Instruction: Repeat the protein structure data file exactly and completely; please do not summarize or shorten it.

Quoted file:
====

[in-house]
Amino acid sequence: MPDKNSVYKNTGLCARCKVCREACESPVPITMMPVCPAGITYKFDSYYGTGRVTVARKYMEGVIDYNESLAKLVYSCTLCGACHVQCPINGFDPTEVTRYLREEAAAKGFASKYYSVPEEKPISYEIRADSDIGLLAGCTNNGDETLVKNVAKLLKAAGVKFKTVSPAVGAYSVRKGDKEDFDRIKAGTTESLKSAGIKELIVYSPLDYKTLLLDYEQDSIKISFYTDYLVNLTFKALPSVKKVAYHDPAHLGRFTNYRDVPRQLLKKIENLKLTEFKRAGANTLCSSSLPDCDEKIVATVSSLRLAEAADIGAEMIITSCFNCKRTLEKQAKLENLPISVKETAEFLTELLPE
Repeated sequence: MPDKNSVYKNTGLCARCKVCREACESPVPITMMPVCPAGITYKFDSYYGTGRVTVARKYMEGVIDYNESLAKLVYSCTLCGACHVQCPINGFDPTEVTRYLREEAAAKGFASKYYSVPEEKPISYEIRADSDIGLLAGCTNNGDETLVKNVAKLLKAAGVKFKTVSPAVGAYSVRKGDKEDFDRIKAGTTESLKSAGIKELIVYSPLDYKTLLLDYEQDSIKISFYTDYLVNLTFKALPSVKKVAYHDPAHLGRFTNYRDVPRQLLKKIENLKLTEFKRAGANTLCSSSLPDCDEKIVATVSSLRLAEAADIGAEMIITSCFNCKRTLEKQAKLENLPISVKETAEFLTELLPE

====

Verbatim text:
[in-house]
Amino acid sequence: MPDKNSVYKNTGLCARCKVCREACESPVPITMMPVCPAGITYKFDSYYGTGRVTVARKYMEGVIDYNESLAKLVYSCTLCGACHVQCPINGFDPTEVTRYLREEAAAKGFASKYYSVPEEKPISYEIRADSDIGLLAGCTNNGDETLVKNVAKLLKAAGVKFKTVSPAVGAYSVRKGDKEDFDRIKAGTTESLKSAGIKELIVYSPLDYKTLLLDYEQDSIKISFYTDYLVNLTFKALPSVKKVAYHDPAHLGRFTNYRDVPRQLLKKIENLKLTEFKRAGANTLCSSSLPDCDEKIVATVSSLRLAEAADIGAEMIITSCFNCKRTLEKQAKLENLPISVKETAEFLTELLPE
Repeated sequence: MPDKNSVYKNTGLCARCKVCREACESPVPITMMPVCPAGITYKFDSYYGTGRVTVARKYMEGVIDYNESLAKLVYSCTLCGACHVQCPINGFDPTEVTRYLREEAAAKGFASKYYSVPEEKPISYEIRADSDIGLLAGCTNNGDETLVKNVAKLLKAAGVKFKTVSPAVGAYSVRKGDKEDFDRIKAGTTESLKSAGIKELIVYSPLDYKTLLLDYEQDSIKISFYTDYLVNLTFKALPSVKKVAYHDPAHLGRFTNYRDVPRQLLKKIENLKLTEFKRAGANTLCSSSLPDCDEKIVATVSSLRLAEAADIGAEMIITSCFNCKRTLEKQAKLENLPISVKETAEFLTELLPE